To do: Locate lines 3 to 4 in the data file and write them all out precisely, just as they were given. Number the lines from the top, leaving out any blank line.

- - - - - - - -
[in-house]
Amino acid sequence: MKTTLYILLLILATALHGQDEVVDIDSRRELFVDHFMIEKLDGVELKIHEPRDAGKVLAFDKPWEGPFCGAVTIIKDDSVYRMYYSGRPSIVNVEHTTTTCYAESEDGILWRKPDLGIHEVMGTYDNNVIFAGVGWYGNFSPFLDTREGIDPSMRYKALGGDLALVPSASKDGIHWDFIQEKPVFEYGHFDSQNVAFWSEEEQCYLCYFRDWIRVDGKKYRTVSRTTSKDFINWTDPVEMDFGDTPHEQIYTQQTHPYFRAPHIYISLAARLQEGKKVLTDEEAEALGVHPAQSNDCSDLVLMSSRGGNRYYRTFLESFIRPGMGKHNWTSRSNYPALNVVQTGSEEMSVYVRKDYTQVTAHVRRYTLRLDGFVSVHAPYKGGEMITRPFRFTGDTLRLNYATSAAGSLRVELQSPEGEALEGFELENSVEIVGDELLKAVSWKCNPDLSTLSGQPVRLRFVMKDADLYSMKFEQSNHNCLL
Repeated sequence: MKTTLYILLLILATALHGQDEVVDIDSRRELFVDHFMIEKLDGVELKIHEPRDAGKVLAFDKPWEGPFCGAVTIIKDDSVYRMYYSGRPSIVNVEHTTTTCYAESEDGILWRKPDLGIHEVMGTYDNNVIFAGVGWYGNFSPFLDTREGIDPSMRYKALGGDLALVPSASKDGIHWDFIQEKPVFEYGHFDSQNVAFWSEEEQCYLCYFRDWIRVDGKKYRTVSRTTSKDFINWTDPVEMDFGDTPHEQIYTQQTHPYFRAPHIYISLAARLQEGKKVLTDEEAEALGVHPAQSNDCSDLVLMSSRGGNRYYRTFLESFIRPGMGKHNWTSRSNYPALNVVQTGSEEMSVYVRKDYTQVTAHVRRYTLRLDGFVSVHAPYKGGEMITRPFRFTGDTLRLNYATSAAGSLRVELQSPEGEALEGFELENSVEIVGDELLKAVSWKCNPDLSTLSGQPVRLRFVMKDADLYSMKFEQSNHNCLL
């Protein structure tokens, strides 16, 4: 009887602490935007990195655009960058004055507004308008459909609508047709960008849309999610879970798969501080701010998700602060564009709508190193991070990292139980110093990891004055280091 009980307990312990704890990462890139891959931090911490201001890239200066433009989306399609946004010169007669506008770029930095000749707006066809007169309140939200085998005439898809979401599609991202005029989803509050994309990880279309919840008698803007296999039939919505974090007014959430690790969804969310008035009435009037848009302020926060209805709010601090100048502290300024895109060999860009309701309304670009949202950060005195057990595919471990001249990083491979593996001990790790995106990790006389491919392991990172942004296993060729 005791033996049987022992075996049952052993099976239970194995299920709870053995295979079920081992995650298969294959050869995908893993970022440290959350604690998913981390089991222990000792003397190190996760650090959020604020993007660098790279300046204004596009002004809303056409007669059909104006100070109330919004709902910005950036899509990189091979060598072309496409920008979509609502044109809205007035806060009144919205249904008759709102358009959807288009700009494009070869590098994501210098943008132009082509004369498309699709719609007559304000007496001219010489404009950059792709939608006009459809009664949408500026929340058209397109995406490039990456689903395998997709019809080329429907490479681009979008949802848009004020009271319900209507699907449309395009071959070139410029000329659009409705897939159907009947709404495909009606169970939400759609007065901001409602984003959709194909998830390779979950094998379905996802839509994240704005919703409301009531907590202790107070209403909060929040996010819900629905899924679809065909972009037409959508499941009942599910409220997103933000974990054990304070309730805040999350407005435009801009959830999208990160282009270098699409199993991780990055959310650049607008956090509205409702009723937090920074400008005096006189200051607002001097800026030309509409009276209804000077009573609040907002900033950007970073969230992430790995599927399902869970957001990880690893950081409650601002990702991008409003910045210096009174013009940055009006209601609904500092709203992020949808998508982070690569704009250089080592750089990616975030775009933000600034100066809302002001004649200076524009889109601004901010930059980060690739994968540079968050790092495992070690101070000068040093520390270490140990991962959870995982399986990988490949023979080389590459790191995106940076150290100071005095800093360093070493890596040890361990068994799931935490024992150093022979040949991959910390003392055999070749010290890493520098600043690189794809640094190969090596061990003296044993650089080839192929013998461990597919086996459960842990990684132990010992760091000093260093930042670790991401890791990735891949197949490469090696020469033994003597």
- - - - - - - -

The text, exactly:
Repeated sequence: MKTTLYILLLILATALHGQDEVVDIDSRRELFVDHFMIEKLDGVELKIHEPRDAGKVLAFDKPWEGPFCGAVTIIKDDSVYRMYYSGRPSIVNVEHTTTTCYAESEDGILWRKPDLGIHEVMGTYDNNVIFAGVGWYGNFSPFLDTREGIDPSMRYKALGGDLALVPSASKDGIHWDFIQEKPVFEYGHFDSQNVAFWSEEEQCYLCYFRDWIRVDGKKYRTVSRTTSKDFINWTDPVEMDFGDTPHEQIYTQQTHPYFRAPHIYISLAARLQEGKKVLTDEEAEALGVHPAQSNDCSDLVLMSSRGGNRYYRTFLESFIRPGMGKHNWTSRSNYPALNVVQTGSEEMSVYVRKDYTQVTAHVRRYTLRLDGFVSVHAPYKGGEMITRPFRFTGDTLRLNYATSAAGSLRVELQSPEGEALEGFELENSVEIVGDELLKAVSWKCNPDLSTLSGQPVRLRFVMKDADLYSMKFEQSNHNCLL
């Protein structure tokens, strides 16, 4: 009887602490935007990195655009960058004055507004308008459909609508047709960008849309999610879970798969501080701010998700602060564009709508190193991070990292139980110093990891004055280091 009980307990312990704890990462890139891959931090911490201001890239200066433009989306399609946004010169007669506008770029930095000749707006066809007169309140939200085998005439898809979401599609991202005029989803509050994309990880279309919840008698803007296999039939919505974090007014959430690790969804969310008035009435009037848009302020926060209805709010601090100048502290300024895109060999860009309701309304670009949202950060005195057990595919471990001249990083491979593996001990790790995106990790006389491919392991990172942004296993060729 005791033996049987022992075996049952052993099976239970194995299920709870053995295979079920081992995650298969294959050869995908893993970022440290959350604690998913981390089991222990000792003397190190996760650090959020604020993007660098790279300046204004596009002004809303056409007669059909104006100070109330919004709902910005950036899509990189091979060598072309496409920008979509609502044109809205007035806060009144919205249904008759709102358009959807288009700009494009070869590098994501210098943008132009082509004369498309699709719609007559304000007496001219010489404009950059792709939608006009459809009664949408500026929340058209397109995406490039990456689903395998997709019809080329429907490479681009979008949802848009004020009271319900209507699907449309395009071959070139410029000329659009409705897939159907009947709404495909009606169970939400759609007065901001409602984003959709194909998830390779979950094998379905996802839509994240704005919703409301009531907590202790107070209403909060929040996010819900629905899924679809065909972009037409959508499941009942599910409220997103933000974990054990304070309730805040999350407005435009801009959830999208990160282009270098699409199993991780990055959310650049607008956090509205409702009723937090920074400008005096006189200051607002001097800026030309509409009276209804000077009573609040907002900033950007970073969230992430790995599927399902869970957001990880690893950081409650601002990702991008409003910045210096009174013009940055009006209601609904500092709203992020949808998508982070690569704009250089080592750089990616975030775009933000600034100066809302002001004649200076524009889109601004901010930059980060690739994968540079968050790092495992070690101070000068040093520390270490140990991962959870995982399986990988490949023979080389590459790191995106940076150290100071005095800093360093070493890596040890361990068994799931935490024992150093022979040949991959910390003392055999070749010290890493520098600043690189794809640094190969090596061990003296044993650089080839192929013998461990597919086996459960842990990684132990010992760091000093260093930042670790991401890791990735891949197949490469090696020469033994003597």